Cooch Bihar, India (BBN)-A team of around 19 families are expected to cross the Indo-Bangla border from Siliguri on Thursday to settle permanently in India.
They are going India under the historic India-Bangladesh enclave exchange agreement.
The 19 families will cross Cooch Behar border which is around 90 km from Siliguri, reports The Hindustan Times.
They will come from two enclaves, Gotamari and Lotamari, which are now part of Bangladesh in accordance with the pact.
A second batch of 31 families is expected to join them on November 23.
The entire process of migration has to be completed by the end of this month.
The camp has dwelling units to accommodate 48 families.
There are classrooms for children, units under the government’s Integrated Child Development Scheme, common dining halls and toilets, cattle sheds, etc.
As the news of the migration spread, local villagers started opening grocery shops just outside the enclave.
Piyush Kanti Sarkar was in his teens when he and his relatives came to India as refugees from Bangladesh’s Mymensingh district decades ago.
He died several years later after retiring as a primary school teacher, leaving behind a family with feet firmly planted on Indian soil and a life free from past struggles.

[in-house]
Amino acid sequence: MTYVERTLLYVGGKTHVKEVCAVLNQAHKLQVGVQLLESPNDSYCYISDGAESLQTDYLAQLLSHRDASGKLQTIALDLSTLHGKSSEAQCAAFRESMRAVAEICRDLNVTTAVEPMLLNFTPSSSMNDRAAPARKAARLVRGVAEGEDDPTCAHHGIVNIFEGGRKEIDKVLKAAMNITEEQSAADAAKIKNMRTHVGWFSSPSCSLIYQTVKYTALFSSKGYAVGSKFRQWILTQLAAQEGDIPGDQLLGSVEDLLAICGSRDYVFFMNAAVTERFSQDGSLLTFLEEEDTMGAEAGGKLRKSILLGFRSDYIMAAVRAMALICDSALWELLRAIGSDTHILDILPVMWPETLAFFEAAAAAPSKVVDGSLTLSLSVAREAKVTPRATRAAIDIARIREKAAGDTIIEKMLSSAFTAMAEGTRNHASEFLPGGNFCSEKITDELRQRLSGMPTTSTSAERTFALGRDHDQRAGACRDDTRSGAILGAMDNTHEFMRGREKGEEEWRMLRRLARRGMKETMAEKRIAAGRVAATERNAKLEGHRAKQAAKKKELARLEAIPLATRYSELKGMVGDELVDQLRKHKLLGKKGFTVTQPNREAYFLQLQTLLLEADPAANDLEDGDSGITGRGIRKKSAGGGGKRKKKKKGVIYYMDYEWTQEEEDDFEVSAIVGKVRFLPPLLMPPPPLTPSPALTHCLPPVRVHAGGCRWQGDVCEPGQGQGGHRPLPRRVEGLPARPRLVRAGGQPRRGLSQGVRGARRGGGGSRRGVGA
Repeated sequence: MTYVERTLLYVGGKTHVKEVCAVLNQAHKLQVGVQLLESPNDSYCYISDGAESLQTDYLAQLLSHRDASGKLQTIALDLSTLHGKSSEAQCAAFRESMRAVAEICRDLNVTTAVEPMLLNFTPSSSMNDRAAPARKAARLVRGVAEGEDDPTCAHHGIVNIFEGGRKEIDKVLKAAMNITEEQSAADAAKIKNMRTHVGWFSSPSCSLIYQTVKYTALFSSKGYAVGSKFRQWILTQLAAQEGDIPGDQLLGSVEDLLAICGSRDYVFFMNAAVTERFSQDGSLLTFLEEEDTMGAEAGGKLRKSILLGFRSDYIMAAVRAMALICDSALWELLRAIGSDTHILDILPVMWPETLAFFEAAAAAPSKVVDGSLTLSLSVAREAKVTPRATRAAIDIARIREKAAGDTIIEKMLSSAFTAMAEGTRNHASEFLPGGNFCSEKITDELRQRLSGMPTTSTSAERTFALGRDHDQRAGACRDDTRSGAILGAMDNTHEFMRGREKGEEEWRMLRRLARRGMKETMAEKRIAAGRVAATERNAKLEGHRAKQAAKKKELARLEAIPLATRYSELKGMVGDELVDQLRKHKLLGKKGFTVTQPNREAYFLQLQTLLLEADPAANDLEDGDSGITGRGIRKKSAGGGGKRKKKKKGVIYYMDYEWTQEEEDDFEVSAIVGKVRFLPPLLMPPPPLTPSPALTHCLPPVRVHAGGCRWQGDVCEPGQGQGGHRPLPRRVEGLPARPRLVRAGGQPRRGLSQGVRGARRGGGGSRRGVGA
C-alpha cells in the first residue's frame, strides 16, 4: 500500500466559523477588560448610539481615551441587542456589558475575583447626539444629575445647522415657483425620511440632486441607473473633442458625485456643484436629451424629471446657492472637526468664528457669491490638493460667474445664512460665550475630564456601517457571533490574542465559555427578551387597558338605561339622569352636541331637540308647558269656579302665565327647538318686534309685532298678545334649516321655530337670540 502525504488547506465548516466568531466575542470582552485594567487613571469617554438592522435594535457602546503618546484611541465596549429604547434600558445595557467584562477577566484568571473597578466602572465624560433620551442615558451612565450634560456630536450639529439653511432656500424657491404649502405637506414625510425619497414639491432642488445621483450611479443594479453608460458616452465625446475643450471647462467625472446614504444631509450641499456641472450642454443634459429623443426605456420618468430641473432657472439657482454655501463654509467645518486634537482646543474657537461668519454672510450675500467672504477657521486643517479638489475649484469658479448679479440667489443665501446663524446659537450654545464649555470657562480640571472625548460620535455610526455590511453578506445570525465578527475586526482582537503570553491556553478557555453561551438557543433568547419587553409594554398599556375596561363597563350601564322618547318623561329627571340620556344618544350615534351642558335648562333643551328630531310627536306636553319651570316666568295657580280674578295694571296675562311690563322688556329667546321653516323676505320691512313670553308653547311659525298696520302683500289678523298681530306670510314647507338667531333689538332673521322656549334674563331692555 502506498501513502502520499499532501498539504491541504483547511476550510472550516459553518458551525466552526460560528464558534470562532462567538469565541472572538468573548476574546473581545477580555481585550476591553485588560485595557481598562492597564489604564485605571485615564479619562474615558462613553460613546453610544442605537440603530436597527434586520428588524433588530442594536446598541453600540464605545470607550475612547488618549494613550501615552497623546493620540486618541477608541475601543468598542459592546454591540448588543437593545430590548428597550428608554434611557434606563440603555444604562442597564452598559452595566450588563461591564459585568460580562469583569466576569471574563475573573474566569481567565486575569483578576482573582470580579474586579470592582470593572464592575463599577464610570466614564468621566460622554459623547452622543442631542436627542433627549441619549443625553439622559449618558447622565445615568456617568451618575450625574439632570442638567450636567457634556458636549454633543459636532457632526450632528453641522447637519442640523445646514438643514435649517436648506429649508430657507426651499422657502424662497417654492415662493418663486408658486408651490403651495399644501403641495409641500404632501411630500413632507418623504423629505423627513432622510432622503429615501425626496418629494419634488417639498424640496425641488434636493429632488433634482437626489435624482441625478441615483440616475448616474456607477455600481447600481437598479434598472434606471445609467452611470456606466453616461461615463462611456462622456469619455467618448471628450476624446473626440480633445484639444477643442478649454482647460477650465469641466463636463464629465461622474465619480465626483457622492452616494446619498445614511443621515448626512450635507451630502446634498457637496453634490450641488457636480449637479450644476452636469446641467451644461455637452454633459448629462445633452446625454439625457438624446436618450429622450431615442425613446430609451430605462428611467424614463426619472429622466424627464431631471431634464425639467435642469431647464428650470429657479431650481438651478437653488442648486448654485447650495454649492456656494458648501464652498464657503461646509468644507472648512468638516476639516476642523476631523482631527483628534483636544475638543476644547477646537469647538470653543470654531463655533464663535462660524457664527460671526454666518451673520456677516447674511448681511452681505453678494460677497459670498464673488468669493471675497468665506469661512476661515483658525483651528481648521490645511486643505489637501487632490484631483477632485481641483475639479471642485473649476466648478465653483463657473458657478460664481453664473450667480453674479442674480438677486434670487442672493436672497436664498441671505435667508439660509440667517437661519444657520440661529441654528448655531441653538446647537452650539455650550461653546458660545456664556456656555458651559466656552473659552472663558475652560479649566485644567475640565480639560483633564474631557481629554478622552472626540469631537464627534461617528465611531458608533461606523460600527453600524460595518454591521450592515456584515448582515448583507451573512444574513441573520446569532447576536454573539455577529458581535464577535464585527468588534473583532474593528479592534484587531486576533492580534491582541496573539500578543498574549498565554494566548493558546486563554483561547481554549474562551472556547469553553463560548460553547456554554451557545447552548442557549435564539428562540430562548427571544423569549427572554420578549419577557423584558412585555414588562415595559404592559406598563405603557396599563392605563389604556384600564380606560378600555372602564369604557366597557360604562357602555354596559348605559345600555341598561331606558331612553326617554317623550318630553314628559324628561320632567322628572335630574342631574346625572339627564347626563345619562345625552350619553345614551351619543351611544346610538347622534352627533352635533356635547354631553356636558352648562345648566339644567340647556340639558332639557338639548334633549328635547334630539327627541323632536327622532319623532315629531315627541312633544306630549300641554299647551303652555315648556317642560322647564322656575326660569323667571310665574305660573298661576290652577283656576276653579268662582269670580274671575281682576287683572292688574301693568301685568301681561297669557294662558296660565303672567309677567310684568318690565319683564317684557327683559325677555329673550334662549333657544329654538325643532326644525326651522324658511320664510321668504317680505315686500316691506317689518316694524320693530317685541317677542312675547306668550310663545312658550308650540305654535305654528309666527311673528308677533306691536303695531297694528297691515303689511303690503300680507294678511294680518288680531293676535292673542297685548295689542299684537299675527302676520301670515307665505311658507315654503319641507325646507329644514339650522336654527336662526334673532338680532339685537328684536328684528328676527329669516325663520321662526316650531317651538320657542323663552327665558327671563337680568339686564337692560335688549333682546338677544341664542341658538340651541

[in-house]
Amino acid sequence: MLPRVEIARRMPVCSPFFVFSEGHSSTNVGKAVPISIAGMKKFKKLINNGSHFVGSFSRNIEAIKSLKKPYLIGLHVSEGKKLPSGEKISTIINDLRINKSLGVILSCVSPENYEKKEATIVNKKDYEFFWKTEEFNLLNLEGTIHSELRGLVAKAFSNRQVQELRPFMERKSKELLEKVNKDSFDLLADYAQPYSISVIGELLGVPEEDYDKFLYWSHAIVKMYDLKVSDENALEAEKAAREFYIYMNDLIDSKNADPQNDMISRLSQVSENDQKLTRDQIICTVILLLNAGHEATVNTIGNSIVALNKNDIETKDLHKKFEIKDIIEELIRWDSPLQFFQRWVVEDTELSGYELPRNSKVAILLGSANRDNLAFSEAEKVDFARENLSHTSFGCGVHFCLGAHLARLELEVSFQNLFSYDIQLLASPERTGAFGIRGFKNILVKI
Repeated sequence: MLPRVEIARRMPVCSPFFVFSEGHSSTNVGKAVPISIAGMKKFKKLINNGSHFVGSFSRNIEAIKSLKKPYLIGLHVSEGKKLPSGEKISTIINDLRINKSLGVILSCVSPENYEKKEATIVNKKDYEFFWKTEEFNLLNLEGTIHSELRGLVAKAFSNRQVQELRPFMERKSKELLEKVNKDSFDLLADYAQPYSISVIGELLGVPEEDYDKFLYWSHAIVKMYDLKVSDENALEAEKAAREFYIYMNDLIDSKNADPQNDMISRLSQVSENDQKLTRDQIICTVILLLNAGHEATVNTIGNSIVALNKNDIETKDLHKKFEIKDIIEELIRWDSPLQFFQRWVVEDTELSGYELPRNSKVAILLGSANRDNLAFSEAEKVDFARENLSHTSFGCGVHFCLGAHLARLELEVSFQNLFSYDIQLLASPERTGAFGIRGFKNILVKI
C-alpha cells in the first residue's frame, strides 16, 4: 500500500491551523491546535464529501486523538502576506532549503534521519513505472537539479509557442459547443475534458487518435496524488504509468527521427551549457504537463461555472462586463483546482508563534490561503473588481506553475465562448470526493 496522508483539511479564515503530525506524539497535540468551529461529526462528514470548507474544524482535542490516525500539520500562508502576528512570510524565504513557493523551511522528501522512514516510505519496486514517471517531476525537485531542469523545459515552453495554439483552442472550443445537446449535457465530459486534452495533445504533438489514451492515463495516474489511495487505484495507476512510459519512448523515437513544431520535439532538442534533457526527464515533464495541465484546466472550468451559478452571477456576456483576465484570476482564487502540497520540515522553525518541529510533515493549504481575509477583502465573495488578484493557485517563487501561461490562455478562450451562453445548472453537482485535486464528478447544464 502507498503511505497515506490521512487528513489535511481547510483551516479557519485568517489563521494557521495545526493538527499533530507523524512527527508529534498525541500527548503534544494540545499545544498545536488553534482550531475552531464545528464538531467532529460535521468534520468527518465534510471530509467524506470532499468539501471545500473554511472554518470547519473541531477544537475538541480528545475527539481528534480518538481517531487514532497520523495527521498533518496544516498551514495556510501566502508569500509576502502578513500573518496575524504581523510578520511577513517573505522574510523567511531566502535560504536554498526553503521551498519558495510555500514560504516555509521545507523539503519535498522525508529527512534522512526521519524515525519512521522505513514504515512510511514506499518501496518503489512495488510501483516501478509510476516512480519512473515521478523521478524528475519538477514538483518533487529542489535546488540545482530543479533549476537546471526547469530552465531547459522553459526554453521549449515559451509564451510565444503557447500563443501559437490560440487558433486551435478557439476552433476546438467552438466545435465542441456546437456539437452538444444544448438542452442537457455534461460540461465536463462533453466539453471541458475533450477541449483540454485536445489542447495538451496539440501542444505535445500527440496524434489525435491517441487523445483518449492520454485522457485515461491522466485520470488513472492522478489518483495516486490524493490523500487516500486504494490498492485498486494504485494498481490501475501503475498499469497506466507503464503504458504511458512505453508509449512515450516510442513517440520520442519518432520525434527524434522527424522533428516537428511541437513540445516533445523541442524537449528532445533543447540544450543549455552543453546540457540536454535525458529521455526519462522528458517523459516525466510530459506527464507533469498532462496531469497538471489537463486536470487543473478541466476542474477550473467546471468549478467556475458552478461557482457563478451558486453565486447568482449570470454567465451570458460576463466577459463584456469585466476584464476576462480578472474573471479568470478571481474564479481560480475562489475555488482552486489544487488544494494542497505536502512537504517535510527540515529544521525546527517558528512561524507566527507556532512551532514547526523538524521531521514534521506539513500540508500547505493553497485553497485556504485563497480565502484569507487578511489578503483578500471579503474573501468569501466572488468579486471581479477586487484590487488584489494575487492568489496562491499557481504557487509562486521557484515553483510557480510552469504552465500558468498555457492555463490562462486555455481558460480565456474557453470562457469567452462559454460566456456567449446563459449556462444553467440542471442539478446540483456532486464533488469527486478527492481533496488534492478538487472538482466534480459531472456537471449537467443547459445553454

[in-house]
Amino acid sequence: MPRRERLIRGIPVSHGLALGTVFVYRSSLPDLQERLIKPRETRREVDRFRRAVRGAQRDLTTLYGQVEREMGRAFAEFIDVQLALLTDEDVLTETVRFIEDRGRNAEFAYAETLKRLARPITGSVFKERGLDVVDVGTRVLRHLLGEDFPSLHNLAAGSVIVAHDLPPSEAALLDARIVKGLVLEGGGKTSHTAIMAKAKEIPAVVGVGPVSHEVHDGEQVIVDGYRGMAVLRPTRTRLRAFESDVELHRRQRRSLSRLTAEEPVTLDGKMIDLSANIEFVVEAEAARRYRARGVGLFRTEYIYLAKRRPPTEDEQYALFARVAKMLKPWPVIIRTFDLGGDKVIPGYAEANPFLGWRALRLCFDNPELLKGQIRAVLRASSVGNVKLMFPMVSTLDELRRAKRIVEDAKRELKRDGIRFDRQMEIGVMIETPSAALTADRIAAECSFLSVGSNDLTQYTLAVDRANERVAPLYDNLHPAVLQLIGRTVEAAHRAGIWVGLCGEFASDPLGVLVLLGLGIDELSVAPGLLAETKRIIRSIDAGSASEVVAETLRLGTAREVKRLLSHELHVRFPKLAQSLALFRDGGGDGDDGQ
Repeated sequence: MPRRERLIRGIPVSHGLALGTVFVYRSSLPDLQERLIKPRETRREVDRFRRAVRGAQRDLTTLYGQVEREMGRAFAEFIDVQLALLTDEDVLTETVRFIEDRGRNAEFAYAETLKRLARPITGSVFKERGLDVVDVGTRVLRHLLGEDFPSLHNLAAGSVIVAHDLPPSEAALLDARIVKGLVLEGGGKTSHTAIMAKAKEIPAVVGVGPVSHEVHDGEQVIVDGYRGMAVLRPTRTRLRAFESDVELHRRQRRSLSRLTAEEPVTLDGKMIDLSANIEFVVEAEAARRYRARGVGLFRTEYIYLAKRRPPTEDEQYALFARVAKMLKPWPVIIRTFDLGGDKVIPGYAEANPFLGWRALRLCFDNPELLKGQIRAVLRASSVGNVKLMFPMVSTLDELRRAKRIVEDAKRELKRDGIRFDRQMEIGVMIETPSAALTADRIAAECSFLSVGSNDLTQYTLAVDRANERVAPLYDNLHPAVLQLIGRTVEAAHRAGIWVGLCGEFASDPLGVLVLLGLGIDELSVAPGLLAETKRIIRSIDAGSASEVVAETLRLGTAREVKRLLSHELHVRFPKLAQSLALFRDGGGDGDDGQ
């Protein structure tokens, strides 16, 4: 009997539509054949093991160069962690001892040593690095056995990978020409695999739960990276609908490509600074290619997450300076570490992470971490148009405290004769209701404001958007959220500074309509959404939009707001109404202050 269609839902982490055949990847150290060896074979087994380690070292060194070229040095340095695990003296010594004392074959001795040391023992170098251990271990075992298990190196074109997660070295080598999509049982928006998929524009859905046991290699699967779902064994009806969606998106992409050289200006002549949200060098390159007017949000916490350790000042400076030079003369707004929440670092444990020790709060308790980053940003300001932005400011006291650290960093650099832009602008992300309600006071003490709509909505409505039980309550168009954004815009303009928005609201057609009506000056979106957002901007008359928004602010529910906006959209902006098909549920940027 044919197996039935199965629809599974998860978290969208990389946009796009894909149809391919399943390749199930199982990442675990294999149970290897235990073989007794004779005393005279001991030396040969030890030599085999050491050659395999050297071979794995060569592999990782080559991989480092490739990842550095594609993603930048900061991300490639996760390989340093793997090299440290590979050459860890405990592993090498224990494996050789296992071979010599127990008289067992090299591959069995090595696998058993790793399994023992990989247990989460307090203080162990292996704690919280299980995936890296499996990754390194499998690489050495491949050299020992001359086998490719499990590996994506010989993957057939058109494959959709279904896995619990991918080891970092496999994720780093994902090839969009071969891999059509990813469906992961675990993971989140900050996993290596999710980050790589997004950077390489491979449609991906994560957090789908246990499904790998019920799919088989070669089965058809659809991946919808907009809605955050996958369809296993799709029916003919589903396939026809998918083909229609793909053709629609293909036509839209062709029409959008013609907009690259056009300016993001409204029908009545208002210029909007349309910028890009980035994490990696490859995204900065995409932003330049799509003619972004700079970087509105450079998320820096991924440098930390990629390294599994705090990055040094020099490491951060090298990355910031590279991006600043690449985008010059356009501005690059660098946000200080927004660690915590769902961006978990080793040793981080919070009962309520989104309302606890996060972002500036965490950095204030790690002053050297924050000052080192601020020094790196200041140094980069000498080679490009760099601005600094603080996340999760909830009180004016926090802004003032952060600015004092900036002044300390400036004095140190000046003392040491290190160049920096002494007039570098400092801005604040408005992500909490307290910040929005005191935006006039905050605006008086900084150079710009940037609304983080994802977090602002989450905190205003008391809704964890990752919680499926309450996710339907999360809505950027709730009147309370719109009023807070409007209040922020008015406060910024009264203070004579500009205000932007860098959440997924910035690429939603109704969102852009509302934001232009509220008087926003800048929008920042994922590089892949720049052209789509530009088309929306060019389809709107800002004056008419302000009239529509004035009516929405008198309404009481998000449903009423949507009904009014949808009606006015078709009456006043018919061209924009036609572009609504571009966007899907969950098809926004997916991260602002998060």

In a twist of fate, his son, now in his mid-fifties and a West Bengal government employee, has been striving over the past month to pave the way for the first batch of Bangladesh residents who will step into Indian territory on Thursday following a land swap agreement between the two countries.
“I have to ensure these people do not face the problems that my father did,” Pranab Sarkar said.
“The state government and district administration have made elaborate arrangements to ensure the enclave dwellers don’t face any harassment here,” Sarkar said.
“An enclave settlement camp has been set up close to the Changrabandha border and Mekhliganj town where they will stay. We have tried to provide them with every facility.”
The two nations kicked off on August 1 the process of exchanging 162 landlocked islets, or enclaves, with more than 50,000 virtually stateless residents to mark the resolution of a complex border dispute that had lingered since Independence.
The land accord was originally established in 1974 by prime ministers Indira Gandhi and Sheikh Mujibur Rahman.